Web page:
Breast cancer continues to be the most common cancer in women in Australia with 15 934 women expected to be diagnosed this year alone.*
Your support of Mater Chicks in Pink through the RACQ International Women's Day Fun Run, will help Mater’s researchers take their findings from the bench to the bedside as quickly as possible, and share them globally to improve healthcare around the world.
Approximately 75% of all breast cancer patients have positive estrogen receptor forms of breast cancer, and are treated with hormonal therapy.
However, only half of these patients will respond well to this type of therapy.
These women currently have no other choice but to undergo intensive hormonal therapy, and its painful side effects, before waiting to see how their cancer responds.
In half of these cases, the painful side effects come without any of the benefits; their cancer has remained the same or unfortunately grown and it can often be too late.
But Dr Snell at Mater hopes to develop a test which will identify which women will respond positively to specific hormone therapies, giving specialists the information they need to rapidly personalise treatment plans for each breast cancer patient.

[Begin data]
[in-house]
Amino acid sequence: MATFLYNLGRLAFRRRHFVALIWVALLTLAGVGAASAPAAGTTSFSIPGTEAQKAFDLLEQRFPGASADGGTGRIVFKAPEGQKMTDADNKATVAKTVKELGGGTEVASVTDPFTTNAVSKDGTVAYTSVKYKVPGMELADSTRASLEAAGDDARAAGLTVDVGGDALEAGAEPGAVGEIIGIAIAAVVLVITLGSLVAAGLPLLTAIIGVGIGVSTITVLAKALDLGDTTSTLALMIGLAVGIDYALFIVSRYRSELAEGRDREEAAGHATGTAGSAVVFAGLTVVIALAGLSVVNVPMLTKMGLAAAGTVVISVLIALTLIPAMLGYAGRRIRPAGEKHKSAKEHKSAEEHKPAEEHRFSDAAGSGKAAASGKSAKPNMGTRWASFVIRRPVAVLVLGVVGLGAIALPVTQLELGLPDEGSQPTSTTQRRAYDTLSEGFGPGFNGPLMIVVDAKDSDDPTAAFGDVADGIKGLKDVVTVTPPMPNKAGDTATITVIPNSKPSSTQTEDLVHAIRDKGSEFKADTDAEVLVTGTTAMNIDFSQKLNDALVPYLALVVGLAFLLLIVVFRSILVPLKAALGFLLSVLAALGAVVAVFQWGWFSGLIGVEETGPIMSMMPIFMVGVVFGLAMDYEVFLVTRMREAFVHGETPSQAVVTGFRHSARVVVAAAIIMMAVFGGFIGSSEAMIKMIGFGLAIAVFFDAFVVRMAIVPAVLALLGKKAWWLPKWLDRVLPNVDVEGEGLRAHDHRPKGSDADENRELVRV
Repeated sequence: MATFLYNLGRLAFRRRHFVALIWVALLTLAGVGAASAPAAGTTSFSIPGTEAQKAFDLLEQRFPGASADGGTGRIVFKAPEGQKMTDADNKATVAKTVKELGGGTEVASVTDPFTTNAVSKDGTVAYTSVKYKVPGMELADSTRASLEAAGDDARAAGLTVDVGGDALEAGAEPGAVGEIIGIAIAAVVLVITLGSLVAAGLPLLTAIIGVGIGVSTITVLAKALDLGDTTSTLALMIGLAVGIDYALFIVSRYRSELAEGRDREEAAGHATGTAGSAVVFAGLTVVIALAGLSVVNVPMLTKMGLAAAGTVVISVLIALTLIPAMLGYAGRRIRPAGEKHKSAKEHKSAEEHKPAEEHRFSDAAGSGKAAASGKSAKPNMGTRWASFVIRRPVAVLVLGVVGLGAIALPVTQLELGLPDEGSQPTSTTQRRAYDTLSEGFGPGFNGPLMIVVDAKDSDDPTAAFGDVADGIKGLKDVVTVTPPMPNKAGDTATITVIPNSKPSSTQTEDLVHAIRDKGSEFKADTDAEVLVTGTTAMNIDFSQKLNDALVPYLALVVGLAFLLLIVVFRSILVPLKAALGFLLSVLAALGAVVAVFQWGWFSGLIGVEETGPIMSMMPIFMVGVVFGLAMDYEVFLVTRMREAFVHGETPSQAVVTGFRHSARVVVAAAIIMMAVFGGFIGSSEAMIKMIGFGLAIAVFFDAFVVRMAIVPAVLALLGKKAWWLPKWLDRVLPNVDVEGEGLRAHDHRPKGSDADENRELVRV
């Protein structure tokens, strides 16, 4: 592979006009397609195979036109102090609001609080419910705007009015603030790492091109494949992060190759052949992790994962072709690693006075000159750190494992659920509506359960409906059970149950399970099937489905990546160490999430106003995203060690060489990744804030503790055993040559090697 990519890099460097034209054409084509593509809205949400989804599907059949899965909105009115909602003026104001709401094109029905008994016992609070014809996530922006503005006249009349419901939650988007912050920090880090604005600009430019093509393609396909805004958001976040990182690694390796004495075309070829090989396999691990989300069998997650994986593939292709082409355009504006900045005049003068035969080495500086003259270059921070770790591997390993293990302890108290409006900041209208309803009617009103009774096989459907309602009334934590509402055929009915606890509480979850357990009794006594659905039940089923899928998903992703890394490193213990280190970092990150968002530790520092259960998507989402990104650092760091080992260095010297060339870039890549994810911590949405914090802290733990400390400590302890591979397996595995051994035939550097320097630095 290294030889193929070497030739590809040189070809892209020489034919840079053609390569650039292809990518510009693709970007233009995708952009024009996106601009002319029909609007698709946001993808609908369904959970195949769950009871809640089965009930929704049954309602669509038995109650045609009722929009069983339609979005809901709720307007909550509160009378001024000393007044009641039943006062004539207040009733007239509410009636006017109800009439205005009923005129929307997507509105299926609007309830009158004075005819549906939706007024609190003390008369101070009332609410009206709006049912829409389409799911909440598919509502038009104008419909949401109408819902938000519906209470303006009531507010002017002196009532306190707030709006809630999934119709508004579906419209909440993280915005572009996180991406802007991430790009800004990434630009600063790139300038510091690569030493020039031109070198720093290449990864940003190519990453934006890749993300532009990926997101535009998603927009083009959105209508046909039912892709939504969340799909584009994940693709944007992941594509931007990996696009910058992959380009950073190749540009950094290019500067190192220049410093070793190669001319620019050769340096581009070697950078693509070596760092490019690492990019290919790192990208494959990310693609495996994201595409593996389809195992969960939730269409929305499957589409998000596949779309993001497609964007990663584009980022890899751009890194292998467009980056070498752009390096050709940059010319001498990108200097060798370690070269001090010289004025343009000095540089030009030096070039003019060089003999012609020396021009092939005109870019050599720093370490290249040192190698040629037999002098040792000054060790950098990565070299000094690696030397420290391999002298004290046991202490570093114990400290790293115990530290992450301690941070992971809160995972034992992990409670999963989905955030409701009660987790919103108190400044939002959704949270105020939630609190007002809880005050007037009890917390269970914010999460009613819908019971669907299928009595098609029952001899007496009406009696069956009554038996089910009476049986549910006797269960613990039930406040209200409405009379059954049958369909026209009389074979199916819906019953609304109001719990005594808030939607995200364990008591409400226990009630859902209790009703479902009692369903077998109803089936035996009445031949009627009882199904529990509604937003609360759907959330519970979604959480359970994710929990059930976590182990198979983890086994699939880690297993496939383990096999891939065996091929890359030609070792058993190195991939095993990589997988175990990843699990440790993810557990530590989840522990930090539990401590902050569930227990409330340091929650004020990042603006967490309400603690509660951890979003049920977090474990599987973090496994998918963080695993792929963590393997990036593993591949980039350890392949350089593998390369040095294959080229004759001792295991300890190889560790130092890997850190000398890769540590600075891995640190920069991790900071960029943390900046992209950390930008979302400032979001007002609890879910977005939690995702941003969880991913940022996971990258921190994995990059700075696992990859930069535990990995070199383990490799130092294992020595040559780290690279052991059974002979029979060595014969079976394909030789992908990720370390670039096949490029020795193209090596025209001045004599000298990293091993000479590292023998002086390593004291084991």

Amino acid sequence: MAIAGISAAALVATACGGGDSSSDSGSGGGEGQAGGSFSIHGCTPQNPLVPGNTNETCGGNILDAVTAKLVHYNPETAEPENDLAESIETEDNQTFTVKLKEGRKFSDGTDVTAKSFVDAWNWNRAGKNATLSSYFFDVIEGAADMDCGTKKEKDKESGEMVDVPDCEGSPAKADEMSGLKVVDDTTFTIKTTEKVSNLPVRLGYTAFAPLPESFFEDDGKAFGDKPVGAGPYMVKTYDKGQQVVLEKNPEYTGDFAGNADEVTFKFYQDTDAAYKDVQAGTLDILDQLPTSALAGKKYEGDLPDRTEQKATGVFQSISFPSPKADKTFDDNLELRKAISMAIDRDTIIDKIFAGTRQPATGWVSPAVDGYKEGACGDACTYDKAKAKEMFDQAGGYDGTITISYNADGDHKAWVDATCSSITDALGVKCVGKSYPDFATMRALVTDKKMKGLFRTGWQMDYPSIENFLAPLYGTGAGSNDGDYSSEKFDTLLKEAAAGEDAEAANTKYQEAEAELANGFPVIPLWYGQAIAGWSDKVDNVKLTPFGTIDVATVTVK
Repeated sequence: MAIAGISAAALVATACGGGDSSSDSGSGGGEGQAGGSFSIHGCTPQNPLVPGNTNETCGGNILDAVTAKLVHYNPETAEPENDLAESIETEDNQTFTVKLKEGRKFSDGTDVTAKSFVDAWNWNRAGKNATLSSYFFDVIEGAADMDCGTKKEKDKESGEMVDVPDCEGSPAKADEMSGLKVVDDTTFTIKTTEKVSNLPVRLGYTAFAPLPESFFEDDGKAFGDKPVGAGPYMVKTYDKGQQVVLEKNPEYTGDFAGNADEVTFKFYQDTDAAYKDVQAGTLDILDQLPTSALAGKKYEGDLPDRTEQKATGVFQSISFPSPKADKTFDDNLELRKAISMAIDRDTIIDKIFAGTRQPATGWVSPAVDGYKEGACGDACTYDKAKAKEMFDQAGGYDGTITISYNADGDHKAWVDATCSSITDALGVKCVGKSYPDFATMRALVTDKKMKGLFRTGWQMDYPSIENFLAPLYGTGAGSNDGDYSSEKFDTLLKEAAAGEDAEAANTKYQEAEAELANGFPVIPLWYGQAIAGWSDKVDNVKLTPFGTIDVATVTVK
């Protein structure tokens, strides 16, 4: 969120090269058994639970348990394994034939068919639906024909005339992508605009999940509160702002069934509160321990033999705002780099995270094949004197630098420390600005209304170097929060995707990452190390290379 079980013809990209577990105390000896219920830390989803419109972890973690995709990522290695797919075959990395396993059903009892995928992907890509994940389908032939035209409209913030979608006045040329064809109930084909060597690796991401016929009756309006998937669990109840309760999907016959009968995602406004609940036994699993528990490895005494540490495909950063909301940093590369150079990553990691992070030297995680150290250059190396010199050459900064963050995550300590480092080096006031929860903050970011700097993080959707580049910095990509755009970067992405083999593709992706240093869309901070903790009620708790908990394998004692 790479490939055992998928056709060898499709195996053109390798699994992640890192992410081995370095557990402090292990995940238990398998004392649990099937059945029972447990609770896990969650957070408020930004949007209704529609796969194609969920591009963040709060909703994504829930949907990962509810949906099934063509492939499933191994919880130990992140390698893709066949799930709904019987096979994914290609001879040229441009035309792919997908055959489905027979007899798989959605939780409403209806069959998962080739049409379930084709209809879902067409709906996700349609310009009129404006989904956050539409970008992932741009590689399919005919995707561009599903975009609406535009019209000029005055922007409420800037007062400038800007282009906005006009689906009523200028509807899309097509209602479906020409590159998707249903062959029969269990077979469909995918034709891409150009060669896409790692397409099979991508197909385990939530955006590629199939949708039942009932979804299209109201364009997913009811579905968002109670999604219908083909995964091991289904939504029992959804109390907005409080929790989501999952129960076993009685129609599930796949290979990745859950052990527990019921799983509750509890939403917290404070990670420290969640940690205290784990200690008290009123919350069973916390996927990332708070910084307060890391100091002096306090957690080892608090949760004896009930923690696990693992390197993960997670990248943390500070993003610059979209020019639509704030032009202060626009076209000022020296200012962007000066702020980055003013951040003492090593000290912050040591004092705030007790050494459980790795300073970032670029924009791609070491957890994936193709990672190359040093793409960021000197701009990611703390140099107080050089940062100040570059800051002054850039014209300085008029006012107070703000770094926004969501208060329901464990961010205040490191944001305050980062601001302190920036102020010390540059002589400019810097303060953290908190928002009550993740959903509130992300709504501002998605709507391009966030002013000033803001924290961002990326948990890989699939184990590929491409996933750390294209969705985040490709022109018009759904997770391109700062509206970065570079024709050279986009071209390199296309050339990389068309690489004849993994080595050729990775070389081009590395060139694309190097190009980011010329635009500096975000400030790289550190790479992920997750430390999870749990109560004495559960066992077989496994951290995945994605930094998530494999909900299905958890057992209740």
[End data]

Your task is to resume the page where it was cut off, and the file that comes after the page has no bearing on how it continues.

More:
What that means is that specialists will be able to better target a woman’s individual cancer.
Commonly in breast cancer, patients do not die of the initial cancer; they die of metastatic cancer that has spread to another area, metastases to the brain in particular are associated with higher death rates.
Dr Snell’s work into ensuring more women are receiving the right therapy earlier could mean it reduces the chance of the cancer spreading.
Dr Snell’s research is extremely promising and has the potential to change the course of breast cancer treatment for women not just at Mater, but around the world.
Your support can ensure the long-term funding for the continuation of this important work.
“There’s so much cancer out there, you just don’t know if it will ever be you. One day can be normal and the next day you get given a cancer diagnosis out of the blue.
“Being fit and healthy doesn’t guarantee that you won’t get cancer—look at me, so we need to keep raising money to fund more research so we can kill off this disease and save women’s lives."
Simone, diagnosed aged 44
*Cancer Australia, 2016.